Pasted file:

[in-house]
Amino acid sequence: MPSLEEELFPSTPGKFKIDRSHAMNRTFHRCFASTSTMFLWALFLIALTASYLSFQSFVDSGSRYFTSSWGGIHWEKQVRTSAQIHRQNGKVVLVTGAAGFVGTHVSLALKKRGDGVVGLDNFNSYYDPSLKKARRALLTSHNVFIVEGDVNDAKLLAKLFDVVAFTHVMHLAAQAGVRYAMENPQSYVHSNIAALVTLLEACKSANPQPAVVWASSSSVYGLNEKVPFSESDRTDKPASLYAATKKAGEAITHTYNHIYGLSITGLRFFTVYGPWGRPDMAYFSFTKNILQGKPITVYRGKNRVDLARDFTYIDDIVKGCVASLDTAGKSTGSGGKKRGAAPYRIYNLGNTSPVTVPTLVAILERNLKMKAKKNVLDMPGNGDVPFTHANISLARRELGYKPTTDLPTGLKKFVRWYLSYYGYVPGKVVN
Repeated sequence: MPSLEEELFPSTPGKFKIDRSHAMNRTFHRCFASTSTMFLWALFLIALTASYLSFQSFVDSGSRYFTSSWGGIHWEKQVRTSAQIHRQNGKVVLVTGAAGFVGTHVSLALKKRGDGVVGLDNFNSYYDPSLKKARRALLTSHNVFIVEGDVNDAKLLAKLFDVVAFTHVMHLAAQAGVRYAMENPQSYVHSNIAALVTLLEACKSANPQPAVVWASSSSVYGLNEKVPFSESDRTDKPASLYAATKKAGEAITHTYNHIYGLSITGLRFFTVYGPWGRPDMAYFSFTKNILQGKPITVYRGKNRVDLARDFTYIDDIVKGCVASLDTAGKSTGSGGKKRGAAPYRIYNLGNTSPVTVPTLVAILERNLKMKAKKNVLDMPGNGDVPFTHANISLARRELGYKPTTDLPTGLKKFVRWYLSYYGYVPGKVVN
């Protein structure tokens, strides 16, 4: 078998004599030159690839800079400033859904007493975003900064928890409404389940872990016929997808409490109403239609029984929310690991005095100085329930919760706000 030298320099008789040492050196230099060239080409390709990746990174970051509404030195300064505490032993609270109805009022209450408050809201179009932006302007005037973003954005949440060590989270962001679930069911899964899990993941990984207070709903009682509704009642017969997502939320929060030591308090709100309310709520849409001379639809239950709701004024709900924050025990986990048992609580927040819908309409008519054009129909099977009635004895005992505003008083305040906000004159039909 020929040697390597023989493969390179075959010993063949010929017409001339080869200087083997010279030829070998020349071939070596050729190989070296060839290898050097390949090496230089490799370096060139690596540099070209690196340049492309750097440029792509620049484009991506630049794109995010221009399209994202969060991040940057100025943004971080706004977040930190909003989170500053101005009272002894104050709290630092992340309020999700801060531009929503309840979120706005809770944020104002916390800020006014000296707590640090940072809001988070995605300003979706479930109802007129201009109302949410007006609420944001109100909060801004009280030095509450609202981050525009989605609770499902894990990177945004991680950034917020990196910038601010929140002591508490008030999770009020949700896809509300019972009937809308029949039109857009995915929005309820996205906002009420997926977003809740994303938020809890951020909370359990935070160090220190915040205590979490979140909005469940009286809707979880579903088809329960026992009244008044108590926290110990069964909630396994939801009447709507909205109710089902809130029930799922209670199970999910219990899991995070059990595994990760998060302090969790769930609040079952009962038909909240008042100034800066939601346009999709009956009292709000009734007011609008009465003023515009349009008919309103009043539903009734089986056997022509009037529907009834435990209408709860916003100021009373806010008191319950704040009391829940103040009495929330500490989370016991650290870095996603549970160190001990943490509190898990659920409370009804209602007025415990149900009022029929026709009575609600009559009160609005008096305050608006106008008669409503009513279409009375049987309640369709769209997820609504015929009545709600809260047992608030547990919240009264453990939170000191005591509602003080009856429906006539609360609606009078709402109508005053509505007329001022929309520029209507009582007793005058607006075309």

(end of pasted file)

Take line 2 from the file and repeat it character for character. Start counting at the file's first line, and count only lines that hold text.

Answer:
Amino acid sequence: MPSLEEELFPSTPGKFKIDRSHAMNRTFHRCFASTSTMFLWALFLIALTASYLSFQSFVDSGSRYFTSSWGGIHWEKQVRTSAQIHRQNGKVVLVTGAAGFVGTHVSLALKKRGDGVVGLDNFNSYYDPSLKKARRALLTSHNVFIVEGDVNDAKLLAKLFDVVAFTHVMHLAAQAGVRYAMENPQSYVHSNIAALVTLLEACKSANPQPAVVWASSSSVYGLNEKVPFSESDRTDKPASLYAATKKAGEAITHTYNHIYGLSITGLRFFTVYGPWGRPDMAYFSFTKNILQGKPITVYRGKNRVDLARDFTYIDDIVKGCVASLDTAGKSTGSGGKKRGAAPYRIYNLGNTSPVTVPTLVAILERNLKMKAKKNVLDMPGNGDVPFTHANISLARRELGYKPTTDLPTGLKKFVRWYLSYYGYVPGKVVN